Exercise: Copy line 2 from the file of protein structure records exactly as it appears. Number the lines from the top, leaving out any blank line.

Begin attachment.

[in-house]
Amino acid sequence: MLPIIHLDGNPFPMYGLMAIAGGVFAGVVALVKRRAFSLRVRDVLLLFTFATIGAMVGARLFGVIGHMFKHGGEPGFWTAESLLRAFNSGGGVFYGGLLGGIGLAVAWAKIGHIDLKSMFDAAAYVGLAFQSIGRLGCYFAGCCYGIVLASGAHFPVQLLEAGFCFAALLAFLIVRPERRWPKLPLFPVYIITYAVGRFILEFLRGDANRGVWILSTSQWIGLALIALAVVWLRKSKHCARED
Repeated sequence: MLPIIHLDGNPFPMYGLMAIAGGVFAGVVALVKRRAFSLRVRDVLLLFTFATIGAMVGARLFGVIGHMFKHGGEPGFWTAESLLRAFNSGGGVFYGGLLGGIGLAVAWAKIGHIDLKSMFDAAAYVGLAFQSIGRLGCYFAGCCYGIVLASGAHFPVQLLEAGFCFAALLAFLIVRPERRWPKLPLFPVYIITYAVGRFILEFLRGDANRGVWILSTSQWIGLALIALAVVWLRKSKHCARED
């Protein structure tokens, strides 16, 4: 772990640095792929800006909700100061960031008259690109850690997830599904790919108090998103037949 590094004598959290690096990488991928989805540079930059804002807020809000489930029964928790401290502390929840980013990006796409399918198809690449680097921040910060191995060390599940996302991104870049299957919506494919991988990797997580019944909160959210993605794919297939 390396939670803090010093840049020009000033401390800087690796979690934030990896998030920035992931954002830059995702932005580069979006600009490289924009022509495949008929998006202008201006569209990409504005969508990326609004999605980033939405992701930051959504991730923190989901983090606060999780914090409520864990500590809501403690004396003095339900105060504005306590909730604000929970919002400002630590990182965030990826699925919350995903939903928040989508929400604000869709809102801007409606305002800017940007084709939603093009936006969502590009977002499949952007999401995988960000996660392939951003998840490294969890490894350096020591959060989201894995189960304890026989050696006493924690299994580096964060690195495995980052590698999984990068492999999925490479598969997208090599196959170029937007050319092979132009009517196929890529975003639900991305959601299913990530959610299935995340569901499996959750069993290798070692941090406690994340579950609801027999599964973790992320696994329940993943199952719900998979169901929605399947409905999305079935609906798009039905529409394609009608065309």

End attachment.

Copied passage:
Amino acid sequence: MLPIIHLDGNPFPMYGLMAIAGGVFAGVVALVKRRAFSLRVRDVLLLFTFATIGAMVGARLFGVIGHMFKHGGEPGFWTAESLLRAFNSGGGVFYGGLLGGIGLAVAWAKIGHIDLKSMFDAAAYVGLAFQSIGRLGCYFAGCCYGIVLASGAHFPVQLLEAGFCFAALLAFLIVRPERRWPKLPLFPVYIITYAVGRFILEFLRGDANRGVWILSTSQWIGLALIALAVVWLRKSKHCARED